Along with collating information on the support needs of each of the participants, the tablets will also be used as a communication tool to share information and photographs quickly and easily with parent carers, keeping them involved.
We have received this update from Jenny Kay, Funding & Impact Lead at Extratime: “The tablets are already having an impact at the clubs, making it much easier for our play/youth workers to access vital information about children’s needs, and they’re also regularly being used to take and share photos with parent carers so they can see what their child has been getting up to, which I know is especially appreciated by the families of non-verbal children.”
MOTOmed Gracile Bike
We are funding a specialist motorized movement therapy device specifically designed for children in wheelchairs for the Woodlands Meed School in Burgess Hill.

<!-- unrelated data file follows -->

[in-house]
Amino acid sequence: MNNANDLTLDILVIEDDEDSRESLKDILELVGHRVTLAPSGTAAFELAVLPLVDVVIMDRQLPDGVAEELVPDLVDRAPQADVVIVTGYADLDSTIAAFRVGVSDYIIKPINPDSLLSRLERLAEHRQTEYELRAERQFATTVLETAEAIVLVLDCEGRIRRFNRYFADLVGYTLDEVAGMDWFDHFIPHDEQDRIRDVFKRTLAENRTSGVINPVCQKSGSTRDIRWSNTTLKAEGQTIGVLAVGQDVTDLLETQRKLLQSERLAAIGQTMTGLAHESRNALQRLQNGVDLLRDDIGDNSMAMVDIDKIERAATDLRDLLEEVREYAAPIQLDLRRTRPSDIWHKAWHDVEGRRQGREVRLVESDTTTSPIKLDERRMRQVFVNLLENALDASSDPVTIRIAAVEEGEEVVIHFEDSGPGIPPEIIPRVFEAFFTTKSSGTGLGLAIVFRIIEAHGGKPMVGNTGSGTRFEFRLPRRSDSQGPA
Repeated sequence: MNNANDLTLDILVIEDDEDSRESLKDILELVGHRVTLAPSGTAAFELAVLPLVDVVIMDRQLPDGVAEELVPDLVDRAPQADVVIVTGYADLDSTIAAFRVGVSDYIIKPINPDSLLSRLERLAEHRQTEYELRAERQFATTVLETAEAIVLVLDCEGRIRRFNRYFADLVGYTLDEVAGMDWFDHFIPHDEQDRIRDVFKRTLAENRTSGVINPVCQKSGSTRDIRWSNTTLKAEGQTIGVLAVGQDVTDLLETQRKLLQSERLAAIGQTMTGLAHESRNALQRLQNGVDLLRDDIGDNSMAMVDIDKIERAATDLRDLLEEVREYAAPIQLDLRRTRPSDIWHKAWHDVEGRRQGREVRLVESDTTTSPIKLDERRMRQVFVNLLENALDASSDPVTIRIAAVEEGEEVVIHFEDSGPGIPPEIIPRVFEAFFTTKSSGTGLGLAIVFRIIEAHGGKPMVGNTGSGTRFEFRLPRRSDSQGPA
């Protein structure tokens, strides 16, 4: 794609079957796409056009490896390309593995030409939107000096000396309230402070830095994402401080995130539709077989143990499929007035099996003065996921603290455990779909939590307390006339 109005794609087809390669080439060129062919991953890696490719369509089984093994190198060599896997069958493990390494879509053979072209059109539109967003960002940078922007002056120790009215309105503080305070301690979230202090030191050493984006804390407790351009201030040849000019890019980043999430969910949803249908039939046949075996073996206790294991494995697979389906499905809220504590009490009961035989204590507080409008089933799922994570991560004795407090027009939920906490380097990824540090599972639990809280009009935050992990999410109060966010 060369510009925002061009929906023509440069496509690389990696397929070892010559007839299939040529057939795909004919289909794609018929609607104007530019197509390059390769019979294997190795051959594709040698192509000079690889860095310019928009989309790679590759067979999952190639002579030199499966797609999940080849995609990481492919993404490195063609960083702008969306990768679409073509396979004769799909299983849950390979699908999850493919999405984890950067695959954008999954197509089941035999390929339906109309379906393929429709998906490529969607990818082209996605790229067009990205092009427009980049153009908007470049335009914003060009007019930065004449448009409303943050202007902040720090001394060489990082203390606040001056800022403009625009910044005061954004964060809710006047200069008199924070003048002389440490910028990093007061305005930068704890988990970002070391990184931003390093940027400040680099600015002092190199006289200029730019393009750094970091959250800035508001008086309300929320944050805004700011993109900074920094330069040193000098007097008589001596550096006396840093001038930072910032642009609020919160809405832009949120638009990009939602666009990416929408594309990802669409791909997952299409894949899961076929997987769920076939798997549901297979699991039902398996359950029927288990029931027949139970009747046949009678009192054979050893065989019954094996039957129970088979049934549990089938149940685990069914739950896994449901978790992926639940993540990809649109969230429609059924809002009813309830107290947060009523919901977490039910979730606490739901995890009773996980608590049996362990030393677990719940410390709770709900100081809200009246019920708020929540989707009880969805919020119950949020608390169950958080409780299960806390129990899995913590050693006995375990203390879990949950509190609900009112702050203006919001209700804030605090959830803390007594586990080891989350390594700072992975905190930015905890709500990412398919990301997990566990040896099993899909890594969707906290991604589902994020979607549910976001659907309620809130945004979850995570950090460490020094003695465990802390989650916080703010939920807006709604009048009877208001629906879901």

Woodlands Meed is a special school supporting young people with a wide range of learning needs and disabilities. The MOTOmed Gracile Bike will help the pupils at the school with their mobility and physiotherapy sessions and as it’s fully adjustable, it can be adapted for any of the children using it.
The narrow distance between the foot pedals and the height adjustable motor shaft allow for physiologically correct movements, even for small children, and the large colour training display helps keep them motivated to keep up their sessions.
The Occupational Therapists at Woodlands Meed have seen the benefits and improvements that regular use of the MOTOmed can have to build strength and mobility. Not only does it help increase the range of movements for the children, but it also gives the users an enjoyment of movement not usually available to them in their wheelchairs.